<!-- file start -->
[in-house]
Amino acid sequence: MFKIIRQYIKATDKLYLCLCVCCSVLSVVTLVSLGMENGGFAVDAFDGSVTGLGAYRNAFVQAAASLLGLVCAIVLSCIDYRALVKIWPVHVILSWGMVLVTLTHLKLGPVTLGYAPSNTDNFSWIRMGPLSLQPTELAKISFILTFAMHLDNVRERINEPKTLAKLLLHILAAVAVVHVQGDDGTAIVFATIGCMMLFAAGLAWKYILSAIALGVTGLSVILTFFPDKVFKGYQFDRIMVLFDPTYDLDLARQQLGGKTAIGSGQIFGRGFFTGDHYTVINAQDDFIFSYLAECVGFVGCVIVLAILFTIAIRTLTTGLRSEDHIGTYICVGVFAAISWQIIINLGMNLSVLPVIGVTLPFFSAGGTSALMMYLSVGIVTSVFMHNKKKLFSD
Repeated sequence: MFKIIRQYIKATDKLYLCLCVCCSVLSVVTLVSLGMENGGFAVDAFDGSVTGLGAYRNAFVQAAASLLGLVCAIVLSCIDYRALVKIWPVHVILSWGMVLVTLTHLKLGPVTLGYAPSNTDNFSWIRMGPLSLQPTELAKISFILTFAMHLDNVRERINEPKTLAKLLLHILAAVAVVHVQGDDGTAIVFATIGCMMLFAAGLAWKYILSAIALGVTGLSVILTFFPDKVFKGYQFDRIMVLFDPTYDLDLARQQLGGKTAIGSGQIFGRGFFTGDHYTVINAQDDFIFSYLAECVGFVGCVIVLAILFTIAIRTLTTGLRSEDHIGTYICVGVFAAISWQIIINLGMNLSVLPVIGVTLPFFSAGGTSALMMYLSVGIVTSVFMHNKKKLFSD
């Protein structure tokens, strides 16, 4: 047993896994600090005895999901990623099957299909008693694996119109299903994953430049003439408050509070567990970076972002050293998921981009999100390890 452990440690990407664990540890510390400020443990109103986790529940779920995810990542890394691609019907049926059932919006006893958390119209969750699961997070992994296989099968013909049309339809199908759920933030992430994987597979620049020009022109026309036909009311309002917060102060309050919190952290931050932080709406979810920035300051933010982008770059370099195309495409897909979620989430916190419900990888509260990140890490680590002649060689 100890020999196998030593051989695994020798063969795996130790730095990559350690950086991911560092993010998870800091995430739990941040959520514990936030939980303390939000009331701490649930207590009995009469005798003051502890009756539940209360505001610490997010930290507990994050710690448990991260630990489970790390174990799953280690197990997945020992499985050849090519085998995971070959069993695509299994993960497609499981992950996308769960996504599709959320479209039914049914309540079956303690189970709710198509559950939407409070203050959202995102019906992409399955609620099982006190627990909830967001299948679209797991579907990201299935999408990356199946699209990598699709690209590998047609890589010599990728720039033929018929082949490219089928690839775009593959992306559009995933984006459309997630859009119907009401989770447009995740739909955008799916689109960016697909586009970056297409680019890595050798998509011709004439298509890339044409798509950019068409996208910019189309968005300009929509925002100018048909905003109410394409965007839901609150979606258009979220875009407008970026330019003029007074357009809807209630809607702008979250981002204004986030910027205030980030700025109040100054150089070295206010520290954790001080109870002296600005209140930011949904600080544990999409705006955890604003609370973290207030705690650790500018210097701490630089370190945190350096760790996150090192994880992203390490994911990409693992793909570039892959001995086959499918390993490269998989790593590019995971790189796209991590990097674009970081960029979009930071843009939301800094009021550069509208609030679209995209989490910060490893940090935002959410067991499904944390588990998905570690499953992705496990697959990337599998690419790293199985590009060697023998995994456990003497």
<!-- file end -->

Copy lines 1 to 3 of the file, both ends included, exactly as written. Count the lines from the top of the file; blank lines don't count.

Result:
[in-house]
Amino acid sequence: MFKIIRQYIKATDKLYLCLCVCCSVLSVVTLVSLGMENGGFAVDAFDGSVTGLGAYRNAFVQAAASLLGLVCAIVLSCIDYRALVKIWPVHVILSWGMVLVTLTHLKLGPVTLGYAPSNTDNFSWIRMGPLSLQPTELAKISFILTFAMHLDNVRERINEPKTLAKLLLHILAAVAVVHVQGDDGTAIVFATIGCMMLFAAGLAWKYILSAIALGVTGLSVILTFFPDKVFKGYQFDRIMVLFDPTYDLDLARQQLGGKTAIGSGQIFGRGFFTGDHYTVINAQDDFIFSYLAECVGFVGCVIVLAILFTIAIRTLTTGLRSEDHIGTYICVGVFAAISWQIIINLGMNLSVLPVIGVTLPFFSAGGTSALMMYLSVGIVTSVFMHNKKKLFSD
Repeated sequence: MFKIIRQYIKATDKLYLCLCVCCSVLSVVTLVSLGMENGGFAVDAFDGSVTGLGAYRNAFVQAAASLLGLVCAIVLSCIDYRALVKIWPVHVILSWGMVLVTLTHLKLGPVTLGYAPSNTDNFSWIRMGPLSLQPTELAKISFILTFAMHLDNVRERINEPKTLAKLLLHILAAVAVVHVQGDDGTAIVFATIGCMMLFAAGLAWKYILSAIALGVTGLSVILTFFPDKVFKGYQFDRIMVLFDPTYDLDLARQQLGGKTAIGSGQIFGRGFFTGDHYTVINAQDDFIFSYLAECVGFVGCVIVLAILFTIAIRTLTTGLRSEDHIGTYICVGVFAAISWQIIINLGMNLSVLPVIGVTLPFFSAGGTSALMMYLSVGIVTSVFMHNKKKLFSD